Every tutoring session with a student is different. I love the ability to adapt my lessons to meet each student’s needs and interests. I may constantly recycle certain analogies and explanations. (Just ask any of the hundreds of students I’ve worked with over the years how often I use examples about sandwiches when explaining grammar. The answer is likely the word “often,” followed by a sigh.) However, it always feels fresh and particular to explain concepts and methods to a new student.
When I started online tutoring, as opposed to tutoring in person, I had some trepidation. How would it work if I weren’t in the same room? Would kids pay attention? Read attentively? Appreciate my sandwich analogies?
I was delighted to find my style needed few adaptations. Sitting at the same table or sitting in rooms thousands of miles apart connected by video chat, it turns out, have few differences. I make students read out loud to gauge their understanding. I ask questions constantly, prompting them to think on their own. I teach methods, content, and ways to think about a question. I find that being able to watch these students carefully on my computer screen yields benefits. I can notice waning attention and minimize distractions. I can time pacing and guide thinking.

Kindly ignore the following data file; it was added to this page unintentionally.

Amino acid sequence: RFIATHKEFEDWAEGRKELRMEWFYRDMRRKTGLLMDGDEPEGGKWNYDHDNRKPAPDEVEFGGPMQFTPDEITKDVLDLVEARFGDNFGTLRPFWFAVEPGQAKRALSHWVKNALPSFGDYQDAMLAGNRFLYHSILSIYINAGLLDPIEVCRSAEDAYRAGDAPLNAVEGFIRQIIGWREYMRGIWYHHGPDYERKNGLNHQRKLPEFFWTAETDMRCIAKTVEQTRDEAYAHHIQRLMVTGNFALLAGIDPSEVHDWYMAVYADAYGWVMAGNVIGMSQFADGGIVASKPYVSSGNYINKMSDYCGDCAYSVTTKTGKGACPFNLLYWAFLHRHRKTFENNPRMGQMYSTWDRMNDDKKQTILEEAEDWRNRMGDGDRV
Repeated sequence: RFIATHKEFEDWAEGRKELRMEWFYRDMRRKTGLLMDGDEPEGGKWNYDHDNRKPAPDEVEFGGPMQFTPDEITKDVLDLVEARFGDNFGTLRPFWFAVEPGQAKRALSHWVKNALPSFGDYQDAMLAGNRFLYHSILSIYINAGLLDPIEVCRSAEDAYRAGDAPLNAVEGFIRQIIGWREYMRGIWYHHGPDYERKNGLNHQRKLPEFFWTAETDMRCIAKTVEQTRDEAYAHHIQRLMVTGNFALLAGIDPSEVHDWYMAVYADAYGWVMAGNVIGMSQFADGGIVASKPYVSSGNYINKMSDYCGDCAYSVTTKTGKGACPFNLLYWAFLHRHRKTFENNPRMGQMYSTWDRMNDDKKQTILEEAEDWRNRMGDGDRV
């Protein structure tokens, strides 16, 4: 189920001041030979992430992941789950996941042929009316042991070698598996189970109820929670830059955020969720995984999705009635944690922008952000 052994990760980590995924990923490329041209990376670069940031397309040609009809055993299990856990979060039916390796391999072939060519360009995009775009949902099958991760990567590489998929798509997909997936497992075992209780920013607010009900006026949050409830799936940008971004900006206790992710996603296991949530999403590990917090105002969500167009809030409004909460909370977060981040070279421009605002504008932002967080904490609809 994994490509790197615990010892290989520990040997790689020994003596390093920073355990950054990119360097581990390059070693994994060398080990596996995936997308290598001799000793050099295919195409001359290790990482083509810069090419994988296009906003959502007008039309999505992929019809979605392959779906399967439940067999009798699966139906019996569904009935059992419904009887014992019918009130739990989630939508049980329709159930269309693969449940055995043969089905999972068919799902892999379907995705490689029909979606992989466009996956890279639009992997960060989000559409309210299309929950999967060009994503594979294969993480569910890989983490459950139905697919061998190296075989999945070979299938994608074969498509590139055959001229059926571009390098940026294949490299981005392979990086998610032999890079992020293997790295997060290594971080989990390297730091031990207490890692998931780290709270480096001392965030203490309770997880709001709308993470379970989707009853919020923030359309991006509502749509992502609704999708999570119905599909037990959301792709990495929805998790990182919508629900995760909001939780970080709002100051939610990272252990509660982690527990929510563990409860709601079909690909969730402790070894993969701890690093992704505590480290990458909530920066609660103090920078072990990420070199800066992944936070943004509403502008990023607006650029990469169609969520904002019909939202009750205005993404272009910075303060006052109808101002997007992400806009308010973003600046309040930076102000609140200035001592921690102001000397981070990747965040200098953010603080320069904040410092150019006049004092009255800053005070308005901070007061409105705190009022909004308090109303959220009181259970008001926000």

Really, the only thing I cannot do online that I do in person is physically cover a student’s multiple choice answers with my hands to chide her or him into thinking of an answer first. I can hear answers, explain them, and elucidate concepts just as easily online. I secretly love watching my students as they read, think, and scratch out answers. I can see those brows furrow – smiles spread – or gasps escape agape mouths. And I can do that even more easily when a student takes up my computer screen.
Just as on test day, the real result is how many bubbles are filled in correctly. And those bubbles come from mental effort, which can happen anywhere on the globe. My voice, experience, and techniques work in just about any time zone.